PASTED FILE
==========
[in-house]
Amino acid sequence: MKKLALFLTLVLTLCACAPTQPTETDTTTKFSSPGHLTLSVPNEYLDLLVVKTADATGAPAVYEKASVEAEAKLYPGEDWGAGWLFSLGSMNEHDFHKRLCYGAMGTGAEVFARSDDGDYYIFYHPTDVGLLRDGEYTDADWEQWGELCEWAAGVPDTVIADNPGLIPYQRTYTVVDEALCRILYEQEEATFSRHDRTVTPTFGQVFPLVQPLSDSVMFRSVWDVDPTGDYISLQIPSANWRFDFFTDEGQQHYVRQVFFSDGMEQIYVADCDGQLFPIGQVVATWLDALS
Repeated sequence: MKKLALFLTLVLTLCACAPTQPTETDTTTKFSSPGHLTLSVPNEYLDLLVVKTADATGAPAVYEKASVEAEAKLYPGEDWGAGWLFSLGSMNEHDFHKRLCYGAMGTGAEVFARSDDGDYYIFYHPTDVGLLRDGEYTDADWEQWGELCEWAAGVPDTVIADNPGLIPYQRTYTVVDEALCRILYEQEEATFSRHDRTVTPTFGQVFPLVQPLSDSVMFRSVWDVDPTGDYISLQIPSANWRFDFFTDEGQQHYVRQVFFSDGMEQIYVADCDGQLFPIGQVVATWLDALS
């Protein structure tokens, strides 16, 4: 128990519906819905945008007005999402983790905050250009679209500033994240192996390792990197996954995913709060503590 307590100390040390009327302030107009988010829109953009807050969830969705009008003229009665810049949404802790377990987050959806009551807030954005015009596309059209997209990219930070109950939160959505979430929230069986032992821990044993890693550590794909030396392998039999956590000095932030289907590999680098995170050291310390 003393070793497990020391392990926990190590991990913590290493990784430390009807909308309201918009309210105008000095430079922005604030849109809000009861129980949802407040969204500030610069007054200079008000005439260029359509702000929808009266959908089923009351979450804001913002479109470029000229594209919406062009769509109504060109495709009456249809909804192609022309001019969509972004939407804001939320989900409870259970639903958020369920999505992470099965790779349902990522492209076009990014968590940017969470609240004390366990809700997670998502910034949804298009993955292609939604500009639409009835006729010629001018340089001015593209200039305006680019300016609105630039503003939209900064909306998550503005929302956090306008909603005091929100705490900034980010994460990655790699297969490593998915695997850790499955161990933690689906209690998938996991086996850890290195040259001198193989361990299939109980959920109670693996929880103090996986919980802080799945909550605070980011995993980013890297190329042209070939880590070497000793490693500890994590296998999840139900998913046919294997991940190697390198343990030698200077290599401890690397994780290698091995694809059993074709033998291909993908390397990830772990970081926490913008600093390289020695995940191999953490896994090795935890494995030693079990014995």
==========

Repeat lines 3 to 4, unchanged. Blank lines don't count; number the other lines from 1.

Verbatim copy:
Repeated sequence: MKKLALFLTLVLTLCACAPTQPTETDTTTKFSSPGHLTLSVPNEYLDLLVVKTADATGAPAVYEKASVEAEAKLYPGEDWGAGWLFSLGSMNEHDFHKRLCYGAMGTGAEVFARSDDGDYYIFYHPTDVGLLRDGEYTDADWEQWGELCEWAAGVPDTVIADNPGLIPYQRTYTVVDEALCRILYEQEEATFSRHDRTVTPTFGQVFPLVQPLSDSVMFRSVWDVDPTGDYISLQIPSANWRFDFFTDEGQQHYVRQVFFSDGMEQIYVADCDGQLFPIGQVVATWLDALS
């Protein structure tokens, strides 16, 4: 128990519906819905945008007005999402983790905050250009679209500033994240192996390792990197996954995913709060503590 307590100390040390009327302030107009988010829109953009807050969830969705009008003229009665810049949404802790377990987050959806009551807030954005015009596309059209997209990219930070109950939160959505979430929230069986032992821990044993890693550590794909030396392998039999956590000095932030289907590999680098995170050291310390 003393070793497990020391392990926990190590991990913590290493990784430390009807909308309201918009309210105008000095430079922005604030849109809000009861129980949802407040969204500030610069007054200079008000005439260029359509702000929808009266959908089923009351979450804001913002479109470029000229594209919406062009769509109504060109495709009456249809909804192609022309001019969509972004939407804001939320989900409870259970639903958020369920999505992470099965790779349902990522492209076009990014968590940017969470609240004390366990809700997670998502910034949804298009993955292609939604500009639409009835006729010629001018340089001015593209200039305006680019300016609105630039503003939209900064909306998550503005929302956090306008909603005091929100705490900034980010994460990655790699297969490593998915695997850790499955161990933690689906209690998938996991086996850890290195040259001198193989361990299939109980959920109670693996929880103090996986919980802080799945909550605070980011995993980013890297190329042209070939880590070497000793490693500890994590296998999840139900998913046919294997991940190697390198343990030698200077290599401890690397994780290698091995694809059993074709033998291909993908390397990830772990970081926490913008600093390289020695995940191999953490896994090795935890494995030693079990014995």